Alumni Association Launches Alumni/Student Mentoring Program

Alumni Association Launches Alumni/Student Mentoring Program

The Alumni Association will begin a new mentoring program this month. The program will match alumni with current 2L, 3L, and 4L students, and is designed to guide students as they begin to transition into the profession. Mentors will assist mentees in developing their professional networks and career plans.

“Our alumni give back in so many ways,” said Alumni Association President, Robert Scavone Jr. ’12. “I thank those alumni who signed up to be mentors. It shows how much they care about FIU Law and its students. I also applaud the Board for getting this program off the ground, and thank Olivia Rodriguez ’10, our Vice President, and Jared Stitz ’10 for taking the lead on this initiative. They deserve most of the credit for making this happen.”

“The alumni association is dedicated to serving as a liaison between students and the local legal community,” said Rodriguez. “The program will provide students with the opportunity to develop meaningful professional relationships with established members of the legal community who share the common bond of FIU Law.”  Stitz added: “My mentor has guided me with career choices, technical development, and personal endeavors. I helped develop the mentor program so our law students would gain receive the same sort of professional and personal development. The program will continue to elevate FIU Law graduates in the legal community.”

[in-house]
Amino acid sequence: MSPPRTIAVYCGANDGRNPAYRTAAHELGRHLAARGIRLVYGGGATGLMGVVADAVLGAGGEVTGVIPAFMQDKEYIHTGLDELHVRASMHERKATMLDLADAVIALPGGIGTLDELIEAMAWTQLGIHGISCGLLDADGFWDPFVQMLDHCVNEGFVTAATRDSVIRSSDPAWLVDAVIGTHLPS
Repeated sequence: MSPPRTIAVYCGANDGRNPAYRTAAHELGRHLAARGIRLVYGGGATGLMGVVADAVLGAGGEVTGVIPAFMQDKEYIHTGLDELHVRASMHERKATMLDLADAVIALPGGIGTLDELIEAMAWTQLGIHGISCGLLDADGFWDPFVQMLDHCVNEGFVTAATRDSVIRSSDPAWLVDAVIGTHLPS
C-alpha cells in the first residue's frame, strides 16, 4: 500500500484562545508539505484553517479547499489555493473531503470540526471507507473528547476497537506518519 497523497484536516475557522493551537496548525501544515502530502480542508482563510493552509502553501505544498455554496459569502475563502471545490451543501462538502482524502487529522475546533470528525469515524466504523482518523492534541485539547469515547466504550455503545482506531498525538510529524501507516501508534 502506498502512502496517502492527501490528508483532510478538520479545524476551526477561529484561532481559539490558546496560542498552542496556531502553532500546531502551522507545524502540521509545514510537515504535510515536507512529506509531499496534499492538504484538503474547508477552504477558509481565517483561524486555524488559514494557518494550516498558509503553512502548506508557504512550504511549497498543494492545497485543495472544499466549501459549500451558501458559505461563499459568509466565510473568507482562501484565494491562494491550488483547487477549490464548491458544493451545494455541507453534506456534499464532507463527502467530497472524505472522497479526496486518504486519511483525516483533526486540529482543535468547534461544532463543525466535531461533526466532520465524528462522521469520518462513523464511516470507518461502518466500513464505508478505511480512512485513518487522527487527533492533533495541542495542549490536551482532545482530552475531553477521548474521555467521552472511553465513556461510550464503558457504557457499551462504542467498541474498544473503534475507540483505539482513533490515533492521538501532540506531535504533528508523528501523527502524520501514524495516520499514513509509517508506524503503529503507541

More than 40 alumni enrolled as mentors. Christopher C. Kokoruda ’10 credited part of his success as a lawyer with the fact that he had a mentor while in law school. “As an alumnus of FIU Law and practicing attorney, I am grateful to the mentors who have given endlessly of themselves to share their knowledge and experience with me. I hope to be able to ignite that spark in others.”

Dozens of students requested mentors through the program. Second-year student, Audrey Salbo, is looking forward to meeting her mentor. “I requested a mentor because there is nothing like having a personal relationship with an attorney who can provide insight into the practice of law and help you expand your network. A mentor/mentee relationship provides law students with something they cannot get from reading a casebook: a confidant. It is an invaluable resource for up-and-coming lawyers.”

Daniel Blackman, also a 2L, echoed Salbo’s sentiments and is eager to make sure he has someone to confide in while transitioning to practice. “I regret not having a mentor in my 1L year. The next big step in my life will be to enter the legal profession. I want to have someone to help guide me as I take that step.”

The Alumni Association plans to keep this program in place next year and will have a call for mentors next summer.

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